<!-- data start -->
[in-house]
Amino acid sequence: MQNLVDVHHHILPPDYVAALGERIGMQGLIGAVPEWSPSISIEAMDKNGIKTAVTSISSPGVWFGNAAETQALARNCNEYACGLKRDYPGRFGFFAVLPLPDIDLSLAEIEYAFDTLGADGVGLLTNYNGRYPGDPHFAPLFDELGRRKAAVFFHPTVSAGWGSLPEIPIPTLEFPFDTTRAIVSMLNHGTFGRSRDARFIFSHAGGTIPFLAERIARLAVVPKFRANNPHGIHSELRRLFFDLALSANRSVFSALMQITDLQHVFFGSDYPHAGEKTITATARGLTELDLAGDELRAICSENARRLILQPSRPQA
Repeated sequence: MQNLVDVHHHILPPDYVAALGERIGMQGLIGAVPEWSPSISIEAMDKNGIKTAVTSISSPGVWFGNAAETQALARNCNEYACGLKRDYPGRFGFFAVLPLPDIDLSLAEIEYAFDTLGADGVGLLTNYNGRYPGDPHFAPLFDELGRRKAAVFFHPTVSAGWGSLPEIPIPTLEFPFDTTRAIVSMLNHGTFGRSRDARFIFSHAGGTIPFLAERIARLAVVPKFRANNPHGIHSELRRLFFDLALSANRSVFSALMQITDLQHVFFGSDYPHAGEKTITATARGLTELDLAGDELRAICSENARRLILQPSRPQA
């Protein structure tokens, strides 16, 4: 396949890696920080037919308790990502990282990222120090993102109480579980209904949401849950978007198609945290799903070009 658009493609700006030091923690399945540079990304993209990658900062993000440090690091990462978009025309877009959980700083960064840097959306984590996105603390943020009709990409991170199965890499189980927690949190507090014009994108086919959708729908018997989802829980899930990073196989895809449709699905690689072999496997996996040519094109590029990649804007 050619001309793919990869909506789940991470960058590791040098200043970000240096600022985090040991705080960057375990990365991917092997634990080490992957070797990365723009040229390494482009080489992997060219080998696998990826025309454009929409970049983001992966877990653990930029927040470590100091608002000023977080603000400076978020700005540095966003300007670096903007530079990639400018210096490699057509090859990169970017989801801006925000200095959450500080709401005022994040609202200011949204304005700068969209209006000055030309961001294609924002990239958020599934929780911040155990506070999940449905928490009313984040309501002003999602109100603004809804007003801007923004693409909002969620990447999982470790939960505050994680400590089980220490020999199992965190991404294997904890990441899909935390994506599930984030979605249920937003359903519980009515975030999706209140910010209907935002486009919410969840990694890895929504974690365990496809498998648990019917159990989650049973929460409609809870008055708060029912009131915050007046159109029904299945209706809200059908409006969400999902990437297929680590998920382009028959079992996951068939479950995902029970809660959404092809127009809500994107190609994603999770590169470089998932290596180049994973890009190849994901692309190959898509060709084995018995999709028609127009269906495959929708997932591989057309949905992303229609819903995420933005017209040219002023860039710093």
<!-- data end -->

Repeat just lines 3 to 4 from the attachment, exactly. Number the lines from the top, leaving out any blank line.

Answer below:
Repeated sequence: MQNLVDVHHHILPPDYVAALGERIGMQGLIGAVPEWSPSISIEAMDKNGIKTAVTSISSPGVWFGNAAETQALARNCNEYACGLKRDYPGRFGFFAVLPLPDIDLSLAEIEYAFDTLGADGVGLLTNYNGRYPGDPHFAPLFDELGRRKAAVFFHPTVSAGWGSLPEIPIPTLEFPFDTTRAIVSMLNHGTFGRSRDARFIFSHAGGTIPFLAERIARLAVVPKFRANNPHGIHSELRRLFFDLALSANRSVFSALMQITDLQHVFFGSDYPHAGEKTITATARGLTELDLAGDELRAICSENARRLILQPSRPQA
């Protein structure tokens, strides 16, 4: 396949890696920080037919308790990502990282990222120090993102109480579980209904949401849950978007198609945290799903070009 658009493609700006030091923690399945540079990304993209990658900062993000440090690091990462978009025309877009959980700083960064840097959306984590996105603390943020009709990409991170199965890499189980927690949190507090014009994108086919959708729908018997989802829980899930990073196989895809449709699905690689072999496997996996040519094109590029990649804007 050619001309793919990869909506789940991470960058590791040098200043970000240096600022985090040991705080960057375990990365991917092997634990080490992957070797990365723009040229390494482009080489992997060219080998696998990826025309454009929409970049983001992966877990653990930029927040470590100091608002000023977080603000400076978020700005540095966003300007670096903007530079990639400018210096490699057509090859990169970017989801801006925000200095959450500080709401005022994040609202200011949204304005700068969209209006000055030309961001294609924002990239958020599934929780911040155990506070999940449905928490009313984040309501002003999602109100603004809804007003801007923004693409909002969620990447999982470790939960505050994680400590089980220490020999199992965190991404294997904890990441899909935390994506599930984030979605249920937003359903519980009515975030999706209140910010209907935002486009919410969840990694890895929504974690365990496809498998648990019917159990989650049973929460409609809870008055708060029912009131915050007046159109029904299945209706809200059908409006969400999902990437297929680590998920382009028959079992996951068939479950995902029970809660959404092809127009809500994107190609994603999770590169470089998932290596180049994973890009190849994901692309190959898509060709084995018995999709028609127009269906495959929708997932591989057309949905992303229609819903995420933005017209040219002023860039710093």